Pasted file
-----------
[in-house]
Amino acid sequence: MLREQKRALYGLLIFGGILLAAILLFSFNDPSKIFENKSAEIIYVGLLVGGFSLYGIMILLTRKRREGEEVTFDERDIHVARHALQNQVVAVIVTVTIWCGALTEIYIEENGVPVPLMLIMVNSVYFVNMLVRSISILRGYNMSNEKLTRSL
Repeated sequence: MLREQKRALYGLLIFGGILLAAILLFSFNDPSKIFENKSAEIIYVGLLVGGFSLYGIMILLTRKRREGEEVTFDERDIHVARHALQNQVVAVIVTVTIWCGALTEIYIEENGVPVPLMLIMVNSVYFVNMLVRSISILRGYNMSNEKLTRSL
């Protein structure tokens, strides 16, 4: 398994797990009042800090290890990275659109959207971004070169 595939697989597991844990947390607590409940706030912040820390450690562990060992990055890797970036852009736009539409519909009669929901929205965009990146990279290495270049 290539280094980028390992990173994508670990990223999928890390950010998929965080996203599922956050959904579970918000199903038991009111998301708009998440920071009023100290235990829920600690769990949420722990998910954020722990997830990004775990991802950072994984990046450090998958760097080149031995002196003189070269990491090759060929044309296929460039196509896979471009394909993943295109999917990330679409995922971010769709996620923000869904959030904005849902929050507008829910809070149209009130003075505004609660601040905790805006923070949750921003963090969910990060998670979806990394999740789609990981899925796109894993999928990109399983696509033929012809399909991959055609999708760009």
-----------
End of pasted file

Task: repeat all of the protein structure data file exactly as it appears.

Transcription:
[in-house]
Amino acid sequence: MLREQKRALYGLLIFGGILLAAILLFSFNDPSKIFENKSAEIIYVGLLVGGFSLYGIMILLTRKRREGEEVTFDERDIHVARHALQNQVVAVIVTVTIWCGALTEIYIEENGVPVPLMLIMVNSVYFVNMLVRSISILRGYNMSNEKLTRSL
Repeated sequence: MLREQKRALYGLLIFGGILLAAILLFSFNDPSKIFENKSAEIIYVGLLVGGFSLYGIMILLTRKRREGEEVTFDERDIHVARHALQNQVVAVIVTVTIWCGALTEIYIEENGVPVPLMLIMVNSVYFVNMLVRSISILRGYNMSNEKLTRSL
């Protein structure tokens, strides 16, 4: 398994797990009042800090290890990275659109959207971004070169 595939697989597991844990947390607590409940706030912040820390450690562990060992990055890797970036852009736009539409519909009669929901929205965009990146990279290495270049 290539280094980028390992990173994508670990990223999928890390950010998929965080996203599922956050959904579970918000199903038991009111998301708009998440920071009023100290235990829920600690769990949420722990998910954020722990997830990004775990991802950072994984990046450090998958760097080149031995002196003189070269990491090759060929044309296929460039196509896979471009394909993943295109999917990330679409995922971010769709996620923000869904959030904005849902929050507008829910809070149209009130003075505004609660601040905790805006923070949750921003963090969910990060998670979806990394999740789609990981899925796109894993999928990109399983696509033929012809399909991959055609999708760009």